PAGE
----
There was a lot of mopping up to do after the main battle had finished. Small pockets of redcoat resistance were induced to surrender in the ditch near Bankton and over at the Baggage Train at Cockenzie. The officers' baggage, official documentation and, crucially, the war treasury were all captured at Cockenzie House.
Prince Charles gave orders for the wounded to be tended, many in private houses or in the schoolhouse at Prestonpans. Most however were taken to Bankton House which became the field hospital for the wounded of both sides. There were hundreds of wounded to deal with, and surgeons came out from Edinburgh to attend them. Those who had fallen were buried by local folk under orders from the Jacobites. The prisoners were assembled on the beach between Prestonpans and Cockenzie, accounted and then marched to Edinburgh under guard.
The Prince himself, after taking a glass of claret and slice of cold beef beside the captured cannons, left the field once all these matters had been attended to. It was probably around lunch time. He travelled only as far as Pinkie House in Musselburgh, where he rested and considered the implications of his success. The short film to the right was created for the battle's 270th anniversay and imagines what the Prince and his adjutant-general John William O'Sullivan might have been thinking. It was filmed on location in the Painted Gallery at Pinkie House, where some of the wounded Jacobites are also thought to have been attended.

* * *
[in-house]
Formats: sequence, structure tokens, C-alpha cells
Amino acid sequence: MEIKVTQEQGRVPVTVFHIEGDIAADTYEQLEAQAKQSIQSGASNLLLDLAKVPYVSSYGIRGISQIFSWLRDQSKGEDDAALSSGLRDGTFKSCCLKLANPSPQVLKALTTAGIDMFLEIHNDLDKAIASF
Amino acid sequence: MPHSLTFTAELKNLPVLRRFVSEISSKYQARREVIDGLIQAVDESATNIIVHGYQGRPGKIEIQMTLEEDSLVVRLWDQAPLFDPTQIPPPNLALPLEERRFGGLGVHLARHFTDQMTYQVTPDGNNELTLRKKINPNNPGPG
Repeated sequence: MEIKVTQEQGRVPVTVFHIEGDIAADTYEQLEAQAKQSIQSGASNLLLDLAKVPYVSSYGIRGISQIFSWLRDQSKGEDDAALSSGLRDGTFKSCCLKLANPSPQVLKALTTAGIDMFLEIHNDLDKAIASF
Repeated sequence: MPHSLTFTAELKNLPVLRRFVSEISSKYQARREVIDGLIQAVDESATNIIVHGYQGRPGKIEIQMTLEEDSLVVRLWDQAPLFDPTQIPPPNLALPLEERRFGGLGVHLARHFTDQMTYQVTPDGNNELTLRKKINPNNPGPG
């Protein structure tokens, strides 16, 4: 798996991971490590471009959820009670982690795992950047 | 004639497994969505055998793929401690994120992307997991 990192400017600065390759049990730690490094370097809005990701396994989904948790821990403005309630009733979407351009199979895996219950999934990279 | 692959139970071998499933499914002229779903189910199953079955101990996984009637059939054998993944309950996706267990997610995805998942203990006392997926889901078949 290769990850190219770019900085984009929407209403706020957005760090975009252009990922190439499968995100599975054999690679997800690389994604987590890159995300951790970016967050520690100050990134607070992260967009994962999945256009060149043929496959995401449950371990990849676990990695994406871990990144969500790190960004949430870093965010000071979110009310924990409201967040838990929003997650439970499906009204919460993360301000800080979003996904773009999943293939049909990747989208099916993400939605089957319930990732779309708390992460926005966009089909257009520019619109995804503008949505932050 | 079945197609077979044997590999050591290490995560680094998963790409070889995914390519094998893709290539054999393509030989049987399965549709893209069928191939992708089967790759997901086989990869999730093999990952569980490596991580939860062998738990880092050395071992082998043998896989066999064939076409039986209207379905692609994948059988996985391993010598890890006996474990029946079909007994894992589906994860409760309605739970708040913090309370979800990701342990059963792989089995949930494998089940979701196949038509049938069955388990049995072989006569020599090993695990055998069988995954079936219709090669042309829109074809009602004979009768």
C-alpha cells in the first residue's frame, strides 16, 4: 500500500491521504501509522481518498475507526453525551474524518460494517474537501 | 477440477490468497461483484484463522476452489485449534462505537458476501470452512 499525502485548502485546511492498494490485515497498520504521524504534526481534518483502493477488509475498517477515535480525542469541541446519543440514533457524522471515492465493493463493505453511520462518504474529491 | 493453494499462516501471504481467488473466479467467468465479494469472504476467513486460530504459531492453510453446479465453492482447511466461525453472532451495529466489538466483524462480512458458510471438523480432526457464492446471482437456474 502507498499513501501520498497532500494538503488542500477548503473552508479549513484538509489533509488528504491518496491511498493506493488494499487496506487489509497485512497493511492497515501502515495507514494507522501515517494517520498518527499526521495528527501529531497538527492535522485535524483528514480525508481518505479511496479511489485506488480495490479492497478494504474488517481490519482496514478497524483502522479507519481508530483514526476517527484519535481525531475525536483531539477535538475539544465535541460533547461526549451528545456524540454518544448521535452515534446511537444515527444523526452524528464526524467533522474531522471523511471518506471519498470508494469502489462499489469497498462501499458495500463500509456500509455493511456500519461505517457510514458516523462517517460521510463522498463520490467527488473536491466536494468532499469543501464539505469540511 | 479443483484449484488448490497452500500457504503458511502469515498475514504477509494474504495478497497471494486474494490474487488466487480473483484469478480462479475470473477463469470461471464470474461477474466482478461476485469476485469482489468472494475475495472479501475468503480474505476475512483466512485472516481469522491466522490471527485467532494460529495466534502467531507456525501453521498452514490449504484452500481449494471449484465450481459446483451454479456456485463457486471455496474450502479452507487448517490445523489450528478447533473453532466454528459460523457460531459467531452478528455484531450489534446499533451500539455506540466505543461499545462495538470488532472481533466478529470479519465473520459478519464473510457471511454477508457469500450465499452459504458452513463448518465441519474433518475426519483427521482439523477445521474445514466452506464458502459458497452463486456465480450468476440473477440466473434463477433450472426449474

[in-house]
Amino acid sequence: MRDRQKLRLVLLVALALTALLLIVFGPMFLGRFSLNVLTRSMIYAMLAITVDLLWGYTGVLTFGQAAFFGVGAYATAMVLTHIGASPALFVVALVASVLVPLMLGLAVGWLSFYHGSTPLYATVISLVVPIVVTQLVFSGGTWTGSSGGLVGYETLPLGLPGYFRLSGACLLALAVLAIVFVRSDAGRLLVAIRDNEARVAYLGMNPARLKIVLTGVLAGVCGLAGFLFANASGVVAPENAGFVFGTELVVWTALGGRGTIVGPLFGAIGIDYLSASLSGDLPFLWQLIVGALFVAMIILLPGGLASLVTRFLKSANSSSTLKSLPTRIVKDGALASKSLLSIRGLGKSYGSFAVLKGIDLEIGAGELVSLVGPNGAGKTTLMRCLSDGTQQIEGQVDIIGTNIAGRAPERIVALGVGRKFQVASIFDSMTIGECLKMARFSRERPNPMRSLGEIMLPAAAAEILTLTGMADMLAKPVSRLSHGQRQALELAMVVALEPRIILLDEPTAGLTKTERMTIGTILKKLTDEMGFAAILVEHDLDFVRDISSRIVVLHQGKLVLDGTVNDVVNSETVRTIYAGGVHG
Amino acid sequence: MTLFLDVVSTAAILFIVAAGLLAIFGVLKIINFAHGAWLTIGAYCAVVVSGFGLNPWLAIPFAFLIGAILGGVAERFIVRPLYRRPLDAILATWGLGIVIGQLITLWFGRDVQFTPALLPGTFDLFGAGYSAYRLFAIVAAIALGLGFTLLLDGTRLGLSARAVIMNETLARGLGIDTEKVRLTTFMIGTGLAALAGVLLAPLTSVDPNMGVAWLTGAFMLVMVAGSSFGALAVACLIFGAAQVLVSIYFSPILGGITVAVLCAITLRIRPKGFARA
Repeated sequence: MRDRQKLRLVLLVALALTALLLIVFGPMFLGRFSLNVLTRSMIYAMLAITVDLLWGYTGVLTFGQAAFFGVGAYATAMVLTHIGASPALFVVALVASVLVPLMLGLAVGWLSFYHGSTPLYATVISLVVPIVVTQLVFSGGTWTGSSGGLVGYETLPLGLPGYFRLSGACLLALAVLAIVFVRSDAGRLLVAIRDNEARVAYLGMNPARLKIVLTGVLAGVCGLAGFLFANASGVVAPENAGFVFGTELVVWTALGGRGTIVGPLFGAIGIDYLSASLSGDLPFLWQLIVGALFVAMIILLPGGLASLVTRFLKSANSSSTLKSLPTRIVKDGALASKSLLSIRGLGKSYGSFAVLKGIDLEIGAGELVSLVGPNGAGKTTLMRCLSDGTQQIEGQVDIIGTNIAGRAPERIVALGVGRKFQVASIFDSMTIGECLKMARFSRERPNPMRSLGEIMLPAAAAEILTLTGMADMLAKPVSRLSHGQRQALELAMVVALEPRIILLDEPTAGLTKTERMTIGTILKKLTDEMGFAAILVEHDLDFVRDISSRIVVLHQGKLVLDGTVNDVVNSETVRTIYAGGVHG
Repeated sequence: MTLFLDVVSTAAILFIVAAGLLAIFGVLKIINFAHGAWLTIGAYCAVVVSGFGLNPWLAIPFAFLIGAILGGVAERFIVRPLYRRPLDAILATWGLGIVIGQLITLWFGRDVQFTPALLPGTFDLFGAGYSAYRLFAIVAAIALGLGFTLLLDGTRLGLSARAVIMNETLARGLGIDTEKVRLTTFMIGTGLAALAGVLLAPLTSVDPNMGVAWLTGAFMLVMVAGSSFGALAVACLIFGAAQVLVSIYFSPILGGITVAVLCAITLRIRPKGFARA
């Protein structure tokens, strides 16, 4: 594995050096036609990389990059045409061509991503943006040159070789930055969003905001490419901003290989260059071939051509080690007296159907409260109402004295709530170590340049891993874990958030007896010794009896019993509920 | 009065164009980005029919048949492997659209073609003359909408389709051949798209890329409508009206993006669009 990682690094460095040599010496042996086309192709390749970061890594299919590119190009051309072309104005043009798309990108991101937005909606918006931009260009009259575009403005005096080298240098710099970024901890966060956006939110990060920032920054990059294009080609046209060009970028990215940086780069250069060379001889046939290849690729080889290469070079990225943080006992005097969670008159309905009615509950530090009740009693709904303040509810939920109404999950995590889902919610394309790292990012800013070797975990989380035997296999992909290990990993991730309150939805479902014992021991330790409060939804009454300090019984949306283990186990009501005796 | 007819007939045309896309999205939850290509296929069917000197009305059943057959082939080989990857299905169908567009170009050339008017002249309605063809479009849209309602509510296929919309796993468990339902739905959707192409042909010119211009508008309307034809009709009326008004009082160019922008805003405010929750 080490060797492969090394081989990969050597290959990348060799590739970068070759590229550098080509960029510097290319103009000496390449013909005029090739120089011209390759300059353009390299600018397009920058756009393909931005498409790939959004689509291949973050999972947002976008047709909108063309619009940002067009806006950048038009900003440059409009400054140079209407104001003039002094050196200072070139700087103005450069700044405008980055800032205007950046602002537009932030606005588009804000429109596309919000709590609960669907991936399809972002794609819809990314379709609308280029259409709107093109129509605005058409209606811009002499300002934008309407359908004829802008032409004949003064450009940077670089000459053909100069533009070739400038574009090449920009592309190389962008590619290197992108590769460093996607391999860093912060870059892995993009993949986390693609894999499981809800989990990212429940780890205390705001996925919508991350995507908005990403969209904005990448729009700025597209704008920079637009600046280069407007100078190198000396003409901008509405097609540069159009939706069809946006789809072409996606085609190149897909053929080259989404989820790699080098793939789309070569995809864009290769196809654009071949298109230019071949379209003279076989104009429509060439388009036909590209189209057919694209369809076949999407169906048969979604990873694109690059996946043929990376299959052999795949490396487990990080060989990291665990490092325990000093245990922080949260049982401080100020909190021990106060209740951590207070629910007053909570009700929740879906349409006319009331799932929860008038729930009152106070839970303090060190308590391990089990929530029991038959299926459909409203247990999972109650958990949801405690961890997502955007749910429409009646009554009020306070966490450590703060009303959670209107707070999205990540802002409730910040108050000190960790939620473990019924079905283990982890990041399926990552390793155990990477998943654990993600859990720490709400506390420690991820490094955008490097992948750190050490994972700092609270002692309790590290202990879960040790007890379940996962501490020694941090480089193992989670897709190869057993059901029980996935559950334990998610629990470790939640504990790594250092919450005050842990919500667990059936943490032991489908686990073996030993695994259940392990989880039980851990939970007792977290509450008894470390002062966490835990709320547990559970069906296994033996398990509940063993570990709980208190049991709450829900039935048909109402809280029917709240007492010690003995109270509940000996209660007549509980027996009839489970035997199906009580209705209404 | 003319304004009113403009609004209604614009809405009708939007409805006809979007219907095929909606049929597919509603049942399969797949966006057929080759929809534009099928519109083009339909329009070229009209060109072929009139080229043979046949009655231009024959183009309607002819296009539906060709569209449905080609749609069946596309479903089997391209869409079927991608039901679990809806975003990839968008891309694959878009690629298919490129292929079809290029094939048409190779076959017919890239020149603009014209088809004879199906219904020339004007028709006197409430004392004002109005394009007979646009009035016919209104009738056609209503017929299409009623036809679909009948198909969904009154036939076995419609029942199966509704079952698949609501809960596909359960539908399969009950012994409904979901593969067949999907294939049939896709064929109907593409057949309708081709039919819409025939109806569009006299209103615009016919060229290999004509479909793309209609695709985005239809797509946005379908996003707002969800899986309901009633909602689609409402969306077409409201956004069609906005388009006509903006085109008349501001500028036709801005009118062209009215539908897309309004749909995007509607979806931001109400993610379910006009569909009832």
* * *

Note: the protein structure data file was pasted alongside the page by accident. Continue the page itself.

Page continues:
When the Prince returned to Edinburgh the following day, he entered to the tune of "When the King Enjoys His Own Again". As word spread the army doubled in size, distributing arms and preparing for the next move. They left Edinburgh on 1st November on their march towards London...
The prisoners of Prestonpans meanwhile were dispersed, mainly around Perthshire where they were considered behind the lines. Noble efforts were made to try to ensure they were provided for, no easy task as the Jacobites were trying to supply their own forces too. Many simply slipped away or were released on parole. Many officers were eventually paroled as well, and many ignored orders to break their vows and return to their regiments.